Steve Jobs’ death sparks unprecedented Twitter activity
Steve Jobs' death has led to a public outpouring of emotion from politicians, industry leaders and people all over the world, with many taking to social media to spread the news.
According to tweets from SR7 – the social media monitoring and research based company – the social response to the news of Jobs passing has been unprecedented and "will set [a] new Twitter record".
And while images of Jobs' life and achievements flash across the globe, the people of Twitter are also making history.
It is also already the top trending subject on the social networking site today, with reports suggesting that there are over 10,000 tweets related to the Apple co-founder published per second.
At this point in time, it is expected that the social response to Jobs' passing will surpass those of other international events, including news of Osama bin Laden's death, updates on natural disasters such as the Japanese tsunami and even the royal wedding in April 2011.
SR7 has also reported that tweets about Jobs may even outnumber the incredible online response that was generated earlier this year during the American MTV Awards.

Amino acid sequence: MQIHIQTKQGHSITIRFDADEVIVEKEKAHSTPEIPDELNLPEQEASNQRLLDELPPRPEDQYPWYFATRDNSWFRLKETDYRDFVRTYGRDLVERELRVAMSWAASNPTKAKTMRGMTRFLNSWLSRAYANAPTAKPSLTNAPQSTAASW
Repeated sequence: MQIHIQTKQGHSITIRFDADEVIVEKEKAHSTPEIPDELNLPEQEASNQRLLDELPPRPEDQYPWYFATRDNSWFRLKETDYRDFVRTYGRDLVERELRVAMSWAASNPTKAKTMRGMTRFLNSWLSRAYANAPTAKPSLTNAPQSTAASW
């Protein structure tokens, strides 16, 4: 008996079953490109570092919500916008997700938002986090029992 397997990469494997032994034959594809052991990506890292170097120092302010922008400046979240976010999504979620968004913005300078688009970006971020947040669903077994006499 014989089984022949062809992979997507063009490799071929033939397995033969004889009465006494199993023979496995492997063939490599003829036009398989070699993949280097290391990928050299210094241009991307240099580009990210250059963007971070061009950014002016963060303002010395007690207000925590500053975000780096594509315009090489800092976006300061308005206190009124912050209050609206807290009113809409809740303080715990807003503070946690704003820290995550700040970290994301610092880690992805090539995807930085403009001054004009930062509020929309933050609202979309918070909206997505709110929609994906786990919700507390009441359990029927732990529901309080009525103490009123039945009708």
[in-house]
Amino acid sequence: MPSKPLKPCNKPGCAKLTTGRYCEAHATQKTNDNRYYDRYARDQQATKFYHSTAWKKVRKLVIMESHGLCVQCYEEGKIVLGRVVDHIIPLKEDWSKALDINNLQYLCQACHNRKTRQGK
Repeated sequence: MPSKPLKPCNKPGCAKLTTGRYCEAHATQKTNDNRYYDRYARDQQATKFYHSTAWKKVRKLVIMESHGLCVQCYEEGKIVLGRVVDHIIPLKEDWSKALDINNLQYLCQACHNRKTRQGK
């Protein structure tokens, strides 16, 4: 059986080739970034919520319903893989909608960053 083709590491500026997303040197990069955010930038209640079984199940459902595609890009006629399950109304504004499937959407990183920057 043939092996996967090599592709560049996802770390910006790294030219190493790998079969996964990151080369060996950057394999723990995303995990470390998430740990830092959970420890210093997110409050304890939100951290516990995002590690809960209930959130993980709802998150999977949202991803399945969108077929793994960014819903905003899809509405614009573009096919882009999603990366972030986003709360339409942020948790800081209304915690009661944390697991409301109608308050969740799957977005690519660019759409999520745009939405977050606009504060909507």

The announcement by popstar Beyonce Knowles that she was pregnant generated a staggering 8,868 tweets per second.
However, representatives from SR7 have been quick to provide some background information on their estimated figures, highlighting the impact massive increases in user uptake and the sites increasing popularity since its inception in 2006 will have on current threads.
James Griffin, partner at SR7, said: "Twitter data shows that in 2007 global usage was at 5,000 tweets per day – it is incredible to now see over 5,000 tweets per second in times of significant international events."
Among those who have used Twitter to pass on their condolences were a number of celebrities and even industry peers.
Microsoft chairman Bill Gates tweeted: "For those of us lucky enough to get to work with Steve, it’s been an insanely great honour. I will miss Steve immensely."